"It wouldn't go away. It just kept coming at me."
That's the scene that sticks in the mind of eight-year-old Douglas Johnson Jr. about the moment on a late September morning just before his father, 51-year-old Doug Sr., pulled his deer rifle to his hip and began firing at the mountain lion crouched a mere two feet from his son.
At least two of Johnson's shots struck the 60-pound female lion, leaving it dead on the Trinity County, California mountain trail where the father and son were on their first deer hunting trip together, according to the Department of Fish and Game.
DFG warden Aaron Adkins said his investigation of the scene and the dead lion verified the shooting as an act of self-defense. He said the take of the lion a fully protected, non-hunted species was "justified in light of its reported behavior and close proximity to Johnson and his son."
Johnson Sr., a carpenter who lives east of Weaverville, said he and his son were on a trail in the Hyampom area along the South Fork Trinity River about 9:30 in the morning when the youth noticed the lion immediatley behind him. He said the boy, a third grader at Douglas City Elementary School, slipped and fell as Johnson Sr. whirled and pointed his rifle.
"I yelled a loud roar like you're suppose to, but the cat didn't move," Johnson Sr. said.
"It kind of crouched down and put its ears back, like when you catch your cat on the kitchen table and call it a bad kitty," he said.
"I almost could have stuck the rifle barrel in the cat's mouth," he said.
When the lion didn't give ground, the father, who is left-handed, reached around the lever-action .308 rifle, clicked off the safety on the right side of the firearm and began shooting.
One shot hit the lion in the eye and another in the throat. In his haste, the senior Johnson did what many deer hunters have reported doing at the sight of a legal buck he fired so quickly that he "levered" a live round onto the ground between shots.
"When I heard my son yelling 'Get away' my first thought was that yellow jackets or meat bees were bothering him," Johnson Sr. said.
"My son had been talking and making a lot of noise and I had been telling him to try and be more quiet," the father said, adding, "so I was real surprised that the cat came so close and that it challenged us."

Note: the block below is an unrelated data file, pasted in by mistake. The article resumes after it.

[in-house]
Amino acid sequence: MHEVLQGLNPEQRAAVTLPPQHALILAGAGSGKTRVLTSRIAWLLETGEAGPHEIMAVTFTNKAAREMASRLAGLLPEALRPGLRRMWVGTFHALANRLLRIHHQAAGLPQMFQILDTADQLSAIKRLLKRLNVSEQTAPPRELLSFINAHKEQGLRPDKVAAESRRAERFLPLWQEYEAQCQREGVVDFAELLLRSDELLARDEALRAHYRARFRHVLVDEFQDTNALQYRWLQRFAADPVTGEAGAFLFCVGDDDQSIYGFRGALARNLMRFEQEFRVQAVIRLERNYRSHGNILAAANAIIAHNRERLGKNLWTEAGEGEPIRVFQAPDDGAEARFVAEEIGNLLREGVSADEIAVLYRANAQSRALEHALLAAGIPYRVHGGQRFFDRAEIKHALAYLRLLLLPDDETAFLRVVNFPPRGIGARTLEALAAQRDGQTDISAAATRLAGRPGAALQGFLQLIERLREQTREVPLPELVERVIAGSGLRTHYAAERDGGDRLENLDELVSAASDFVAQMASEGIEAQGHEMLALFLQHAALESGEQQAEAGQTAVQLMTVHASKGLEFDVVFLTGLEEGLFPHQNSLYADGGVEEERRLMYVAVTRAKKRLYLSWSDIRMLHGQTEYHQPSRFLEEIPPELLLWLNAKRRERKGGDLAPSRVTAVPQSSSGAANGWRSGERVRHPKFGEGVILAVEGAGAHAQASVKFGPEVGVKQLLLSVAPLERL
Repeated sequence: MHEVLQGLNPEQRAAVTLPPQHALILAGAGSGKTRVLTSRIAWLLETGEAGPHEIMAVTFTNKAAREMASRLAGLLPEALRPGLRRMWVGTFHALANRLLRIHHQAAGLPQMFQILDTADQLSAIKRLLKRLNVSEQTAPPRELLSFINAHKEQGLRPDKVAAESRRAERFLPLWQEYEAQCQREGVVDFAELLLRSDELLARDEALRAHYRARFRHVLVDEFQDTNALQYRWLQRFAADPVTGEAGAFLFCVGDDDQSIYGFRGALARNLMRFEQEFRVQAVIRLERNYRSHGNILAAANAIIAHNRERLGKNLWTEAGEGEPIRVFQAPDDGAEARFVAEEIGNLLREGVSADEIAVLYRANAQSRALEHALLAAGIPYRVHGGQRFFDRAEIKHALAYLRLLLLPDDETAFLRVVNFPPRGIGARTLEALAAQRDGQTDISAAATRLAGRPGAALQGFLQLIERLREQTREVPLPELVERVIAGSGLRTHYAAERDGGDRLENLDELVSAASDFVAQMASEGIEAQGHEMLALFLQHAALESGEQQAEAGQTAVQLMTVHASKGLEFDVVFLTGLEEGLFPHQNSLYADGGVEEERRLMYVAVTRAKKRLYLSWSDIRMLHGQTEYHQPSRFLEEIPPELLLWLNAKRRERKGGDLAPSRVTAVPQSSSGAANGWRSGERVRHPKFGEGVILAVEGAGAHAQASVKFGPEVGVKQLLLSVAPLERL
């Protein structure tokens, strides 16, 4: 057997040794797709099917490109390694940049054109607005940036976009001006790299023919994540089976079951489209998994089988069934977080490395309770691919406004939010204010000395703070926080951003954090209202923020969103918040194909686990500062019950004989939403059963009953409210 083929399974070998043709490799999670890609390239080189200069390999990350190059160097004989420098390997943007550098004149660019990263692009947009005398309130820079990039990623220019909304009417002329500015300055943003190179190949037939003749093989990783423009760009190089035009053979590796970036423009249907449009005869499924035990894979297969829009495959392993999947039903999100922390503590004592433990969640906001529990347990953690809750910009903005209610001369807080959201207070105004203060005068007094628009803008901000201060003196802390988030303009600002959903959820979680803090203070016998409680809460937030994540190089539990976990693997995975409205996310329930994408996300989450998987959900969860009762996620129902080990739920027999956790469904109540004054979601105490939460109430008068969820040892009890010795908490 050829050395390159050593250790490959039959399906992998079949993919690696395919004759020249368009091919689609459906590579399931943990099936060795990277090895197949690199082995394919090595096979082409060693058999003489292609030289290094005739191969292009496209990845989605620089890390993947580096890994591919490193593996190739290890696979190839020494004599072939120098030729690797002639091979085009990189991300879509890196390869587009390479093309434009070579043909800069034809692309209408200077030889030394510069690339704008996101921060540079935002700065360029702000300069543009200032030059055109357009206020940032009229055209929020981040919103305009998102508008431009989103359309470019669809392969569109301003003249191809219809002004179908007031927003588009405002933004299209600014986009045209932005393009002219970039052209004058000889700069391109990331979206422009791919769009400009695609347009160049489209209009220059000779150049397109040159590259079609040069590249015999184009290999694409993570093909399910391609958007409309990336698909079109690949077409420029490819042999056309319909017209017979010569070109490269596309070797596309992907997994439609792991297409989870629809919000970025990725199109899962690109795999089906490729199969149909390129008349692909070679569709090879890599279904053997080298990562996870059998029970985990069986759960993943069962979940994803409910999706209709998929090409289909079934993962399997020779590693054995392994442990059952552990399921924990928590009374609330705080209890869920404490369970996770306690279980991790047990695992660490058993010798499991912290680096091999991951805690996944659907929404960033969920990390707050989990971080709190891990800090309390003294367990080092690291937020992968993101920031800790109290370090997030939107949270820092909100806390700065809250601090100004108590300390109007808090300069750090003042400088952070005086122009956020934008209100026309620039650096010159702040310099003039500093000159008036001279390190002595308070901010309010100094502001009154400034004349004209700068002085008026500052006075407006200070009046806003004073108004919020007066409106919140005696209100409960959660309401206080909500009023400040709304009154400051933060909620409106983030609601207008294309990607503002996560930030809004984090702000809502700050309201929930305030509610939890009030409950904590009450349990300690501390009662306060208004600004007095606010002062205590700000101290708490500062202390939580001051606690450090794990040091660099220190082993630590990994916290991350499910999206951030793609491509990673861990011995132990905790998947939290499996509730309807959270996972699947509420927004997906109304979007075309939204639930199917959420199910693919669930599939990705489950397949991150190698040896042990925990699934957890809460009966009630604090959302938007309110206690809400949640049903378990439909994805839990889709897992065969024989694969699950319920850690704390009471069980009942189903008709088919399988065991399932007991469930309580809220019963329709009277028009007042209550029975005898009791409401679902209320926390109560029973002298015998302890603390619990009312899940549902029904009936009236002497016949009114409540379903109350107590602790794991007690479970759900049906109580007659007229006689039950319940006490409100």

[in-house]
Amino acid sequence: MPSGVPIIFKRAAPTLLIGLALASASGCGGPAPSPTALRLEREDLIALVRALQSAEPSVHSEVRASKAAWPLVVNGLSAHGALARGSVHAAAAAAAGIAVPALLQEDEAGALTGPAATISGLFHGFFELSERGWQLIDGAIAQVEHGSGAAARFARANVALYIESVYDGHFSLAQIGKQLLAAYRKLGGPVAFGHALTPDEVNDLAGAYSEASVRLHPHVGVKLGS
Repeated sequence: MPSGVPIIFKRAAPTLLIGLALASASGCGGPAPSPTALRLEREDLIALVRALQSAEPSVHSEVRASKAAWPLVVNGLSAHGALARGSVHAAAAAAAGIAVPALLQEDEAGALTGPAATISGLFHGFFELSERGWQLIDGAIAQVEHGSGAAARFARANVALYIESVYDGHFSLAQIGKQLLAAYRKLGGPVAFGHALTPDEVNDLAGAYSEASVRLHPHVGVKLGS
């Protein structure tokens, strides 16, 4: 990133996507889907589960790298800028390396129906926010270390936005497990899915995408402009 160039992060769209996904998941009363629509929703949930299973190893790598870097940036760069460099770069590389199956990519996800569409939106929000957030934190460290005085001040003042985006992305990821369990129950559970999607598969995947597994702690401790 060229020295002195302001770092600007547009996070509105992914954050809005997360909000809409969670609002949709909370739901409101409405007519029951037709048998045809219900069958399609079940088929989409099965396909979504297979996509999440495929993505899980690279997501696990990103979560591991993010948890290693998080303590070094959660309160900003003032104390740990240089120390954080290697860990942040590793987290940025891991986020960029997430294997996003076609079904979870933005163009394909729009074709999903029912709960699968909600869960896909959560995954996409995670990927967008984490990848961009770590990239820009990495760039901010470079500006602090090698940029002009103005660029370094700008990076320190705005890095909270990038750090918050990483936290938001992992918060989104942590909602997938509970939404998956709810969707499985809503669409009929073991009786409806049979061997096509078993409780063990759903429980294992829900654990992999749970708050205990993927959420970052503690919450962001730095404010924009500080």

Johnson Sr. said the event seemed to occur "in slow motion, frame by frame."
"I was taking my son along on his first deer hunt and I was more concerned about things like poison oak and other hunters. I realize now that it's easy to become complacent in the woods and that you should stop once in awhile, listen and look around," he said.
He said his son, whom he described as "amazingly resilient," was shaken at first, but has rebounded well and wants to go out deer hunting again. The boy said he was "asked a million questions" by schoolmates when he returned to school.
The boy's recollection of the event is clear. He said he was walking closely behind his father as they started downhill on the trail. He has no idea what made him turn his head to see the lion.
"I yelled, 'Get away, get away,' and then fell backward, but the cat kept walking and my dad shot it in the head," young Johnson said.
"It was very scary. I thought it wanted to eat me," Douglas Jr. said.
His mother, Robyn, a nurse at Trinity Hospital who lives in the Poker Bar area of Trinity County, said she was sorry the lion had to die, but that the life of a lion "is certainly not worth my son."
"I told Doug to stay close to his father and told his father to bring him home safe and he did," she said.
"We live in Trinity County and there are a lot of mountain lions here. I wish the cat had run away, but it didn't," said the mom.
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